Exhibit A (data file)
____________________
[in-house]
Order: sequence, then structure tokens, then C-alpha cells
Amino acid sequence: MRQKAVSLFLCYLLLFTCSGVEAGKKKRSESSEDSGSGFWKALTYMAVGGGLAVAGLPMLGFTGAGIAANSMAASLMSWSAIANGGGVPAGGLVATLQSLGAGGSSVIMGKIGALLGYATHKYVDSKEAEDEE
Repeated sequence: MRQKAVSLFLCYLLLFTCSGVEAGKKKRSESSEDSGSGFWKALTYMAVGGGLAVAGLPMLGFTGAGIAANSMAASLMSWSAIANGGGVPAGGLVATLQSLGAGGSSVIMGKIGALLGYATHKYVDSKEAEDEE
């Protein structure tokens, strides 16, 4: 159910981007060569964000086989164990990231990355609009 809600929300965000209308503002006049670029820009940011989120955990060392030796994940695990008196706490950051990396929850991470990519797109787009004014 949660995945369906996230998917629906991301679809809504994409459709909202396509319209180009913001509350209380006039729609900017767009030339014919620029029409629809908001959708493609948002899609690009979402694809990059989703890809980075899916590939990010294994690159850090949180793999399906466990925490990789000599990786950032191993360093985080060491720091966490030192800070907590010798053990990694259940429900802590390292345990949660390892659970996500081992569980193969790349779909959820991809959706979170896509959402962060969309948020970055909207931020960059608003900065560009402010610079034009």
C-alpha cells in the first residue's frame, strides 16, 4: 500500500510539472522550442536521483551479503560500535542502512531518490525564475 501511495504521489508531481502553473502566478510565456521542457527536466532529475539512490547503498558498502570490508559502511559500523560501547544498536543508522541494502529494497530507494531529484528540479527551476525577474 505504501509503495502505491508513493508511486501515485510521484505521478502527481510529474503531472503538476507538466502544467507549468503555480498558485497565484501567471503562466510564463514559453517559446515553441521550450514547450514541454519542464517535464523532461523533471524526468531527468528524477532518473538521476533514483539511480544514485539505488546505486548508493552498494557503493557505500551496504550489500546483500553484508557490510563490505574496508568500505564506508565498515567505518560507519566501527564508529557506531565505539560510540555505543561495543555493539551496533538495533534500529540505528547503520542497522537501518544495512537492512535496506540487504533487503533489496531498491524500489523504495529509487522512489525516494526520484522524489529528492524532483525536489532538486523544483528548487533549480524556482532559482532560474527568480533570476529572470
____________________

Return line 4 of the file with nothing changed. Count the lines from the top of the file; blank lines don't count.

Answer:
Repeated sequence: MRQKAVSLFLCYLLLFTCSGVEAGKKKRSESSEDSGSGFWKALTYMAVGGGLAVAGLPMLGFTGAGIAANSMAASLMSWSAIANGGGVPAGGLVATLQSLGAGGSSVIMGKIGALLGYATHKYVDSKEAEDEE